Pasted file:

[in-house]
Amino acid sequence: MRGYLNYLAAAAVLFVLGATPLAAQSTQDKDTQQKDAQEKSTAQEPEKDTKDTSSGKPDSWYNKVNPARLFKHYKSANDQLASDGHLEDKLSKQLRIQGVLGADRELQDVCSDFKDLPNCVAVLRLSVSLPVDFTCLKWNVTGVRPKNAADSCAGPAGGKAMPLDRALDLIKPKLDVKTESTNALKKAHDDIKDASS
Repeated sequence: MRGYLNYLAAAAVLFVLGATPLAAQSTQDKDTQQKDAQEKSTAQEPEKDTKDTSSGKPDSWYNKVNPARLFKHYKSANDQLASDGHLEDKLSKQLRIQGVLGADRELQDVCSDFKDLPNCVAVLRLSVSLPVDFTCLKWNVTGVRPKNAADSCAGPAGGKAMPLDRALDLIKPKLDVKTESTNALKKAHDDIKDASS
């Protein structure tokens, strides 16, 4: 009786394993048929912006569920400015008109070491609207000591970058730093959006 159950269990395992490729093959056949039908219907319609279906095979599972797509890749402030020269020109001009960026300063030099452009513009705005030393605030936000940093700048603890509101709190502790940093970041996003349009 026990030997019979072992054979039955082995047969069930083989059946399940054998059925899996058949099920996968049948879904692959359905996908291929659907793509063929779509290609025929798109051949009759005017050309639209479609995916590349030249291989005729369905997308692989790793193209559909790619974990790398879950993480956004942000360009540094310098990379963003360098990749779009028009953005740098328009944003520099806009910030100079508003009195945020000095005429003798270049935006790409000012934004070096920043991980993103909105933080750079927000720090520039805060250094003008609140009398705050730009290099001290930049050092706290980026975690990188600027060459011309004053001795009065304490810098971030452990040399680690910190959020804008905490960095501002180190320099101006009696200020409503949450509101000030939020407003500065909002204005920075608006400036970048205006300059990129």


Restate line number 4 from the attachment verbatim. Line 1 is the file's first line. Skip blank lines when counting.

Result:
């Protein structure tokens, strides 16, 4: 009786394993048929912006569920400015008109070491609207000591970058730093959006 159950269990395992490729093959056949039908219907319609279906095979599972797509890749402030020269020109001009960026300063030099452009513009705005030393605030936000940093700048603890509101709190502790940093970041996003349009 026990030997019979072992054979039955082995047969069930083989059946399940054998059925899996058949099920996968049948879904692959359905996908291929659907793509063929779509290609025929798109051949009759005017050309639209479609995916590349030249291989005729369905997308692989790793193209559909790619974990790398879950993480956004942000360009540094310098990379963003360098990749779009028009953005740098328009944003520099806009910030100079508003009195945020000095005429003798270049935006790409000012934004070096920043991980993103909105933080750079927000720090520039805060250094003008609140009398705050730009290099001290930049050092706290980026975690990188600027060459011309004053001795009065304490810098971030452990040399680690910190959020804008905490960095501002180190320099101006009696200020409503949450509101000030939020407003500065909002204005920075608006400036970048205006300059990129």